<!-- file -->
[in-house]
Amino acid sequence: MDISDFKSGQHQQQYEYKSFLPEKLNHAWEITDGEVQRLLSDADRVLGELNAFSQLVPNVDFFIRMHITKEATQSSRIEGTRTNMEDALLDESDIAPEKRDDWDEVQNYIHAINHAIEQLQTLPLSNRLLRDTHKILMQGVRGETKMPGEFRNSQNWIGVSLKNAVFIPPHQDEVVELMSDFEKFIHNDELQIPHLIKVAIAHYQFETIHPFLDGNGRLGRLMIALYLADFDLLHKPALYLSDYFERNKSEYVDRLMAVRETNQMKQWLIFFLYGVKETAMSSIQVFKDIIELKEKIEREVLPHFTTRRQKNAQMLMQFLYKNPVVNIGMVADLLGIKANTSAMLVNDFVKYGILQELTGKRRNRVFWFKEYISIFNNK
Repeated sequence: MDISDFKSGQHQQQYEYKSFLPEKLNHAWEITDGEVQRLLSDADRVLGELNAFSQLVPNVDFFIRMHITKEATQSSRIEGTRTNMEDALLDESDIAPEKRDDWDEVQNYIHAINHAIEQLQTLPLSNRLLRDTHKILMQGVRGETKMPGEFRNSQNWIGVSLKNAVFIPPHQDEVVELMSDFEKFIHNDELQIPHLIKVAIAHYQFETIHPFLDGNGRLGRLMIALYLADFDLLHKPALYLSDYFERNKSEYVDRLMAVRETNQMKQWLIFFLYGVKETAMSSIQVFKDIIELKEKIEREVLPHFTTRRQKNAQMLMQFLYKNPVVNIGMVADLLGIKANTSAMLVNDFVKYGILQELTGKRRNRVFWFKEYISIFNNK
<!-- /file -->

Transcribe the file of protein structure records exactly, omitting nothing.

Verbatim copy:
[in-house]
Amino acid sequence: MDISDFKSGQHQQQYEYKSFLPEKLNHAWEITDGEVQRLLSDADRVLGELNAFSQLVPNVDFFIRMHITKEATQSSRIEGTRTNMEDALLDESDIAPEKRDDWDEVQNYIHAINHAIEQLQTLPLSNRLLRDTHKILMQGVRGETKMPGEFRNSQNWIGVSLKNAVFIPPHQDEVVELMSDFEKFIHNDELQIPHLIKVAIAHYQFETIHPFLDGNGRLGRLMIALYLADFDLLHKPALYLSDYFERNKSEYVDRLMAVRETNQMKQWLIFFLYGVKETAMSSIQVFKDIIELKEKIEREVLPHFTTRRQKNAQMLMQFLYKNPVVNIGMVADLLGIKANTSAMLVNDFVKYGILQELTGKRRNRVFWFKEYISIFNNK
Repeated sequence: MDISDFKSGQHQQQYEYKSFLPEKLNHAWEITDGEVQRLLSDADRVLGELNAFSQLVPNVDFFIRMHITKEATQSSRIEGTRTNMEDALLDESDIAPEKRDDWDEVQNYIHAINHAIEQLQTLPLSNRLLRDTHKILMQGVRGETKMPGEFRNSQNWIGVSLKNAVFIPPHQDEVVELMSDFEKFIHNDELQIPHLIKVAIAHYQFETIHPFLDGNGRLGRLMIALYLADFDLLHKPALYLSDYFERNKSEYVDRLMAVRETNQMKQWLIFFLYGVKETAMSSIQVFKDIIELKEKIEREVLPHFTTRRQKNAQMLMQFLYKNPVVNIGMVADLLGIKANTSAMLVNDFVKYGILQELTGKRRNRVFWFKEYISIFNNK